The Sledge Hammer & the Marshmallow
It was a particularly cold January and being locked up indoors for days at a time was never something I was good at. It was Friday and the beginning of the weekend. A snowstorm had dumped nine inches two days ago. I couldn’t help thinking, “all that snow and no place to go.” Dad had an old Rambler station wagon parked in the driveway and as I looked at it through the frosted windowpane, those nine inches of snow looked like frosting on a cake covering the roof. I thought, “wow, would that make a good toboggan or what?” I called a couple of friends, Bill and Gayle, and explained my idea. We would go to the junkyard and cut the top off an old car and use it for a toboggan at Alpine Park.
We met at Kishwaki Auto Salvage and found an old station wagon with just the right roof design. We borrowed a cutting torch and removed the top. We then welded some 2” black pipe onto the stubs that were once window posts. The pipe would serve as handles as well as protect us from the jagged edges. We put the toboggan from hell on Dad’s Jeep and headed for Alpine Park. Along the way, we passed a Salvation Army outlet and decided to get an old mattress to cover the inside. Once at Alpine, we unloaded the toboggan and carried it to the top of the hill. While at the Salvation Army, Bill called several other friends and they met us at the park. Seven of us piled on and down the hill we went. We coasted farther than anyone had before. We grabbed the rope and began dragging it up the hill. It was very heavy and when we stopped to rest, some other kids said, “if you let us ride it we will pull it to the top.” Now we had 10 riders but the only way we could get everyone on was for each person to lay prone two layers deep. The third time, we got 12 people on all at once.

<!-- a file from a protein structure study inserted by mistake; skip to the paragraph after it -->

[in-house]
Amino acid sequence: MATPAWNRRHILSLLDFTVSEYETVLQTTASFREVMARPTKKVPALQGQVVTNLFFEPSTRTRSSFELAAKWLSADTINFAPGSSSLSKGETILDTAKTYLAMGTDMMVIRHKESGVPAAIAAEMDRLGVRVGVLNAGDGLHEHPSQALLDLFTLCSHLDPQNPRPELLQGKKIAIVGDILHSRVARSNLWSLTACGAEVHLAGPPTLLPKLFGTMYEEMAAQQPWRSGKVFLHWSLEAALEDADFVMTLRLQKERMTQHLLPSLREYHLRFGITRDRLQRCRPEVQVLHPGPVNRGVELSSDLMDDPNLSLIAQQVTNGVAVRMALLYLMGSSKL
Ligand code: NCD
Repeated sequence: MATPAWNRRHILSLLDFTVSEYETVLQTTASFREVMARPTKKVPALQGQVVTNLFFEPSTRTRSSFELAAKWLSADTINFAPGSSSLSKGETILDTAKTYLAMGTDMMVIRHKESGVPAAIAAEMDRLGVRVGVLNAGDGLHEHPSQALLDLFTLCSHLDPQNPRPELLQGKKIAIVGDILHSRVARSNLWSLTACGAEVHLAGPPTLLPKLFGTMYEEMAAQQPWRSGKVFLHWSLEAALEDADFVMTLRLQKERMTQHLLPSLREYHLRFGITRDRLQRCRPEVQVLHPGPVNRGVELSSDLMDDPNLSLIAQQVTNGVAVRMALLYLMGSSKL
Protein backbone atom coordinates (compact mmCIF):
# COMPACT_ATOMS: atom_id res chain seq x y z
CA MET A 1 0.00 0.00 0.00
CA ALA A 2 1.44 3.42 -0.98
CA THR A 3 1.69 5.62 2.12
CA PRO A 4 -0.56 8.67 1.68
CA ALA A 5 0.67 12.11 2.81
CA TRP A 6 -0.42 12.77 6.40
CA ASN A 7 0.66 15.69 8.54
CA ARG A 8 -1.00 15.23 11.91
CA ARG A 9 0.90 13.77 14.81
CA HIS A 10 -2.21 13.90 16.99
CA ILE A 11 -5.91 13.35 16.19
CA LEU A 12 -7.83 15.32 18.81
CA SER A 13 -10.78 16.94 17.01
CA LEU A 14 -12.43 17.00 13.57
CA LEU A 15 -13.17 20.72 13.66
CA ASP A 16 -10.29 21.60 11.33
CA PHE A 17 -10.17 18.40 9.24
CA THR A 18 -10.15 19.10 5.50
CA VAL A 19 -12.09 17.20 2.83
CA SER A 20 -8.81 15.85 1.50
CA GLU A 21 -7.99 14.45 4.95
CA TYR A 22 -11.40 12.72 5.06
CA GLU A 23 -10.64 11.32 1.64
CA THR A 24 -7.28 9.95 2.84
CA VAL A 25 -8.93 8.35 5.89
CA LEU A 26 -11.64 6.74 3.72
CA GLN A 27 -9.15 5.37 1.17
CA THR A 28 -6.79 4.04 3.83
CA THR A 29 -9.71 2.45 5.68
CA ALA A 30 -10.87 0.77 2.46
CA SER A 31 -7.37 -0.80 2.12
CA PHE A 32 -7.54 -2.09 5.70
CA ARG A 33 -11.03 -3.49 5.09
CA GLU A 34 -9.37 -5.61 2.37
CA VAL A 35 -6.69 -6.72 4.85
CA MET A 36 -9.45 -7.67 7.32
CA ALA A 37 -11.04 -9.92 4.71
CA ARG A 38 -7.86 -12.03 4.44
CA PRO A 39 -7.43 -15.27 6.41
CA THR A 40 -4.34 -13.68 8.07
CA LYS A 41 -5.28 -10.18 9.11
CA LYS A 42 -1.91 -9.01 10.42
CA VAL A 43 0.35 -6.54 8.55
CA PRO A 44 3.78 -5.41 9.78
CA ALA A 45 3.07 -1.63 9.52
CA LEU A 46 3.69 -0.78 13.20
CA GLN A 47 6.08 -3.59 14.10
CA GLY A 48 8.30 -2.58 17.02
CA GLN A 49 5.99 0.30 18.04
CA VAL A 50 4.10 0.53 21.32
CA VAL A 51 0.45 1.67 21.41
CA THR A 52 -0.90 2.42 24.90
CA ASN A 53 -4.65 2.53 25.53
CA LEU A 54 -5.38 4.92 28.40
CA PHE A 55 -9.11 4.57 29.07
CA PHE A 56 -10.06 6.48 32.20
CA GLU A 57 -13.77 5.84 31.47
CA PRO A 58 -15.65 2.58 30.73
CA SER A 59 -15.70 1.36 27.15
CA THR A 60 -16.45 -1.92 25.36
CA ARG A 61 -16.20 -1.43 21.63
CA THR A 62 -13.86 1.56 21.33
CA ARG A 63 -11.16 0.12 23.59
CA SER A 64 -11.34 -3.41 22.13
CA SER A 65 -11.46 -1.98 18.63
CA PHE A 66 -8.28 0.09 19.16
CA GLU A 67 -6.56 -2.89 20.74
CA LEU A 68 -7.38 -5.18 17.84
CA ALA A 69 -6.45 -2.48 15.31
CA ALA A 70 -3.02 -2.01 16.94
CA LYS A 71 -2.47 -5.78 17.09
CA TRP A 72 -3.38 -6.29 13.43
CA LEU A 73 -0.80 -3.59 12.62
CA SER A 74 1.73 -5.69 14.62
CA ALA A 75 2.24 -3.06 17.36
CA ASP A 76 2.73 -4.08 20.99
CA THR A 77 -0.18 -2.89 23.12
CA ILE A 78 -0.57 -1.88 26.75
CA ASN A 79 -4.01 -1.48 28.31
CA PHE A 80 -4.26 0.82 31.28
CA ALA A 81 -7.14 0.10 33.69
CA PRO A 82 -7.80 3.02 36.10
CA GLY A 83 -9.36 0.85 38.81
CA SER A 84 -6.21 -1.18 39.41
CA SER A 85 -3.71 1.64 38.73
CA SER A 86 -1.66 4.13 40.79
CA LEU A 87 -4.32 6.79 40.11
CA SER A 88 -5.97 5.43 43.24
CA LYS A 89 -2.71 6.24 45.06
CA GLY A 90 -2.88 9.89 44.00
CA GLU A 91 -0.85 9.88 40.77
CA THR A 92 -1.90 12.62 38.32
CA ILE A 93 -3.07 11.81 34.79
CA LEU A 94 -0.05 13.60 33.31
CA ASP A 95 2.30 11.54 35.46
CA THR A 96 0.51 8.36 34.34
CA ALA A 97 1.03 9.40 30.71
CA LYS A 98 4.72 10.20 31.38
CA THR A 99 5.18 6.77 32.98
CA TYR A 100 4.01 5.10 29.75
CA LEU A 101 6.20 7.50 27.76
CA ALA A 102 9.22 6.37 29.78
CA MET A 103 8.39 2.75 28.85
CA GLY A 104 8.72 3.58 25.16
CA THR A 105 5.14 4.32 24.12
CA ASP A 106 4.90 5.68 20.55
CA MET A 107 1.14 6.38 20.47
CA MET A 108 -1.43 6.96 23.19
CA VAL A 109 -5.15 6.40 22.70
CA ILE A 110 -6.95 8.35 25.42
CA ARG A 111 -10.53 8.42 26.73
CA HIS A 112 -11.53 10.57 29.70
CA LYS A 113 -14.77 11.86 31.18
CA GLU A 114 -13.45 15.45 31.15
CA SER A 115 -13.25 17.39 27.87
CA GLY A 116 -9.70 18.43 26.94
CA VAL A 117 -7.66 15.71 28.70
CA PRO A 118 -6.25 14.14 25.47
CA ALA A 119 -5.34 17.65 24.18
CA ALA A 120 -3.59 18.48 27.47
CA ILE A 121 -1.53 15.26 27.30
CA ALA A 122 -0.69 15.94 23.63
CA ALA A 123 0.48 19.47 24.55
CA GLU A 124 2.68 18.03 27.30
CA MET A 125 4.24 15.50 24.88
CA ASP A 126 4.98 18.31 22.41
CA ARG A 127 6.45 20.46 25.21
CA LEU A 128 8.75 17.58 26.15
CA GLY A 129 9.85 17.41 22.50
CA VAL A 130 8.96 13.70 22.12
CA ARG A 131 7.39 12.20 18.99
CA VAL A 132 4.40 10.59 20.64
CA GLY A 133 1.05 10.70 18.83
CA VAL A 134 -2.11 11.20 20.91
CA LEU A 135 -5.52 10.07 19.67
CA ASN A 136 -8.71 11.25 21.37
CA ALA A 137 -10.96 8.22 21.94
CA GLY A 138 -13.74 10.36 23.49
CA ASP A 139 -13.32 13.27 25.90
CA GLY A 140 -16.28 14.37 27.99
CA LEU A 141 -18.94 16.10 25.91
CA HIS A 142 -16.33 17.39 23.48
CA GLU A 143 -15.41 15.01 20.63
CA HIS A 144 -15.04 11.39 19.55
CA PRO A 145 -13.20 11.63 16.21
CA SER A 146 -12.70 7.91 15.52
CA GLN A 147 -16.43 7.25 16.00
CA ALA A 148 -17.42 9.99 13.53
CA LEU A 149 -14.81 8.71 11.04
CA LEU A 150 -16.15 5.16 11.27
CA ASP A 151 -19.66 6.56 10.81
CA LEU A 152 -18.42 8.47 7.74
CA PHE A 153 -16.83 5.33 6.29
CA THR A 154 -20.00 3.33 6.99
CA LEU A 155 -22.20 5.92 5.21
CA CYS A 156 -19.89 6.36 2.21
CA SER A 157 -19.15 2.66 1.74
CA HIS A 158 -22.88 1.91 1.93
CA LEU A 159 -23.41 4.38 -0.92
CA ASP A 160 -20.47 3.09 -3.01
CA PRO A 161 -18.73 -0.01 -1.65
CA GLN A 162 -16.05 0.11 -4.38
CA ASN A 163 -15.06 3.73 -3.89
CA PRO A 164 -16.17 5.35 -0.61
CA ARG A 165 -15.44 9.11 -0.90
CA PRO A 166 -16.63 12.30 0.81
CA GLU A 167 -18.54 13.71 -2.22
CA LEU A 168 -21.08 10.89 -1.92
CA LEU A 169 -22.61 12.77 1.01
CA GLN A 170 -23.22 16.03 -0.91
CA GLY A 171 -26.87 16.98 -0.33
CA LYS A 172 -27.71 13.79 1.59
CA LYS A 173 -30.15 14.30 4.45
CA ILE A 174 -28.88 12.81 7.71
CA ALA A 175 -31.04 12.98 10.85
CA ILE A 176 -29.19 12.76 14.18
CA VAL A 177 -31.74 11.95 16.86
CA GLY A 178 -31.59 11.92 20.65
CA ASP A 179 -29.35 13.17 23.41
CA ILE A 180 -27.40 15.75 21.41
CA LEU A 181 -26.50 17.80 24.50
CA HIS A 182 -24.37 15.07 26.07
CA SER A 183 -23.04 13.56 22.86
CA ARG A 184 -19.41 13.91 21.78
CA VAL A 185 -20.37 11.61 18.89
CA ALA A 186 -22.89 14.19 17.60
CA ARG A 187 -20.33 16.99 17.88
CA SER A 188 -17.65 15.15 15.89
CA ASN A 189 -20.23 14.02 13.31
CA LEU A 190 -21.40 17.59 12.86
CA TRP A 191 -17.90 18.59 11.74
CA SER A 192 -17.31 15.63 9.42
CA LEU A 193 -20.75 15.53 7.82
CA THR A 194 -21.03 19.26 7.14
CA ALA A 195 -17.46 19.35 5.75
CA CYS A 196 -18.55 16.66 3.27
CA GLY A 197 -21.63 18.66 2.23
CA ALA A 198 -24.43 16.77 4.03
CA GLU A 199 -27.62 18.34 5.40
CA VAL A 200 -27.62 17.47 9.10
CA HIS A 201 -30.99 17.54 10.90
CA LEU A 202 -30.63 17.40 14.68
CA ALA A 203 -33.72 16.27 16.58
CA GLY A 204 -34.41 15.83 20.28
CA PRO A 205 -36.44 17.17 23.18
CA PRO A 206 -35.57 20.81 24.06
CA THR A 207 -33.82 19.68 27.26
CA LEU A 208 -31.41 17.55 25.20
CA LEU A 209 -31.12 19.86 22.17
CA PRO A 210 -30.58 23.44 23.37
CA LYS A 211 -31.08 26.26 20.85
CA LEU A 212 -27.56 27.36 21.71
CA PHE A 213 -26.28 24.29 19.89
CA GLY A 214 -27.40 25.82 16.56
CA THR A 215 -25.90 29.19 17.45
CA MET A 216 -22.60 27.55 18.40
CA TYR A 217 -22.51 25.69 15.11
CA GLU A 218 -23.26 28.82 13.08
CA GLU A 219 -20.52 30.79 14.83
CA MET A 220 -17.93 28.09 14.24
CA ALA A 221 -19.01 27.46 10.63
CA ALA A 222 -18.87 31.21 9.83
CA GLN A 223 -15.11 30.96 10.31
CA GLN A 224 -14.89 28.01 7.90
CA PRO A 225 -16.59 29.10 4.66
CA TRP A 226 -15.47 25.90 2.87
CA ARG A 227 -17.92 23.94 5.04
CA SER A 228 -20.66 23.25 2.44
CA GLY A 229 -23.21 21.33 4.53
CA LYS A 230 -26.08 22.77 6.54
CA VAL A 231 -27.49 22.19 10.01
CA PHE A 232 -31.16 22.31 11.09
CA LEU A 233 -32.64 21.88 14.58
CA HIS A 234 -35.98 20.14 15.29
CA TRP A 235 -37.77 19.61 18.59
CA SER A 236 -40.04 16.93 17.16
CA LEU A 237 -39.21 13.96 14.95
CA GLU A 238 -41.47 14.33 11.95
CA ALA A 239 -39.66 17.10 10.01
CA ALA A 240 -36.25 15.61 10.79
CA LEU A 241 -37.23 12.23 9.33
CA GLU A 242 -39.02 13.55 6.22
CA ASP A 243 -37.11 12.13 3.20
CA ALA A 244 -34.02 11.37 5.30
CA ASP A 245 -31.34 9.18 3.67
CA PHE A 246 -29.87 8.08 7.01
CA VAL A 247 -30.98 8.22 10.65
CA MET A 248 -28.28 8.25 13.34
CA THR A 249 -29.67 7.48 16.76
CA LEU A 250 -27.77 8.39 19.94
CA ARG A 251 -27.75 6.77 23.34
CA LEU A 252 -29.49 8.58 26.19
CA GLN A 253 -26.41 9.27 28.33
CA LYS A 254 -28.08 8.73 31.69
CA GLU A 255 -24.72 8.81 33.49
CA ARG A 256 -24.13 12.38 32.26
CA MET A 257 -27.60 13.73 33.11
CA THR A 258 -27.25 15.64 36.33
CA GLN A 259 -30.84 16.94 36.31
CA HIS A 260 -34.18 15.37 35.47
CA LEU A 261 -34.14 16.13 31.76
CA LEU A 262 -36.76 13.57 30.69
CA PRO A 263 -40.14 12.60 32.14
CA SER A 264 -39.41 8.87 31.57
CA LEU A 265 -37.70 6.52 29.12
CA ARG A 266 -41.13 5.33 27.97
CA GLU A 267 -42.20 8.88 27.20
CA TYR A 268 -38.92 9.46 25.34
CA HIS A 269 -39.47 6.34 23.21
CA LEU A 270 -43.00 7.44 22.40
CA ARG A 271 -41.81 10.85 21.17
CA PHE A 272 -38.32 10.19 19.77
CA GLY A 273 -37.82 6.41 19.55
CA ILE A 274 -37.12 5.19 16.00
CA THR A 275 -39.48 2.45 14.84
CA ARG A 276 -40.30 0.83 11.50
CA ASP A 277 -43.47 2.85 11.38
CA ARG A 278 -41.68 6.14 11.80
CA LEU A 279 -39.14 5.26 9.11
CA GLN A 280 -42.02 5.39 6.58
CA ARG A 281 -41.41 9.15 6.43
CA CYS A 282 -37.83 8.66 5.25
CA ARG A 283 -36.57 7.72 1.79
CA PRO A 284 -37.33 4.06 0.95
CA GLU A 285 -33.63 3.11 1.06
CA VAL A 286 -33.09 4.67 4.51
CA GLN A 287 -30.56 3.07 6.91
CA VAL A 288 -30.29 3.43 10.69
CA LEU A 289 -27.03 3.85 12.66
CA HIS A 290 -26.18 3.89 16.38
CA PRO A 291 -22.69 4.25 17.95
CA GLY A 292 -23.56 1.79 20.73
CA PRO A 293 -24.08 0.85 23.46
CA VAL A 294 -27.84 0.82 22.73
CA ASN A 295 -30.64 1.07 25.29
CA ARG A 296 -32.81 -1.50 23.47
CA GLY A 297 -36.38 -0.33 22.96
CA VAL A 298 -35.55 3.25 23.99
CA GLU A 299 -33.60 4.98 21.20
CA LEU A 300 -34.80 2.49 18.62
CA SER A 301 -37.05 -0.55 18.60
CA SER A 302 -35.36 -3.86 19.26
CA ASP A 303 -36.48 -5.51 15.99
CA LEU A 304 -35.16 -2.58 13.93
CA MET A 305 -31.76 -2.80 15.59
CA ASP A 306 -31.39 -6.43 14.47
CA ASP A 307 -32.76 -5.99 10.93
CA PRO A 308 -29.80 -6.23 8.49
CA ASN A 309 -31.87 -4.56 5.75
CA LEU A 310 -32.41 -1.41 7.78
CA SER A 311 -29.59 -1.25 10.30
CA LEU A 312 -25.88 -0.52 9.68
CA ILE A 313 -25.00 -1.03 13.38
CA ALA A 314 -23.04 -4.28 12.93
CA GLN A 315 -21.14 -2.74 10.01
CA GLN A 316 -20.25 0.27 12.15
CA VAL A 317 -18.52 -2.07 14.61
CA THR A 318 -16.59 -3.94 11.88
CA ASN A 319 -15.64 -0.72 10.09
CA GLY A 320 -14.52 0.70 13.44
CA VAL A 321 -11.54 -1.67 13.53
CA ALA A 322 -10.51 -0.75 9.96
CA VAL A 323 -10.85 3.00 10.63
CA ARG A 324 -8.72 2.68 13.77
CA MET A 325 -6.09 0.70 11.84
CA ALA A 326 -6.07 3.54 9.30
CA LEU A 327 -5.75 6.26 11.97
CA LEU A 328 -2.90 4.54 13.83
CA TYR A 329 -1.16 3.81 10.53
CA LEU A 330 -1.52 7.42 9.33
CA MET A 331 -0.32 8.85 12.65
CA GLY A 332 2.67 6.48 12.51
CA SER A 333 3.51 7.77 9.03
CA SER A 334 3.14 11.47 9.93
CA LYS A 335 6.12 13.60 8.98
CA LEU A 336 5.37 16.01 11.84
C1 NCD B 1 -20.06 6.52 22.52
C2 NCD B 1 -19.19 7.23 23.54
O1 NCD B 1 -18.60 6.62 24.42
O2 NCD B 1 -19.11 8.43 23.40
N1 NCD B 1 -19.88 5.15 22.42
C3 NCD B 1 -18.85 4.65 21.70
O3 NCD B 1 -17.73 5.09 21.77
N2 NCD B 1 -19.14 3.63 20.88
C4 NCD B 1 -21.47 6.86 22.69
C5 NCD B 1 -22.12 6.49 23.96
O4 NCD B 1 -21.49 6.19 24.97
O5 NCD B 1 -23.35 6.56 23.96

It was very important to make sure the coast was clear because if we would have hit someone we would have turned them into a grease spot. After several more trips down the hill, the two-day-old snow was packed as hard as ice and the harder the surface, the farther we went. Several yards beyond the foot of the hill, well out of reach of the typical toboggan (was) a bush that everyone tried to hit but could never reach. You notice the word “was” as in past tense. On our last run, we took it out like a sledge hammer on a marshmallow. When we left we gave the toboggan to a group of newcomers that had no idea how difficult it was to drag it all the way up Alpine hill.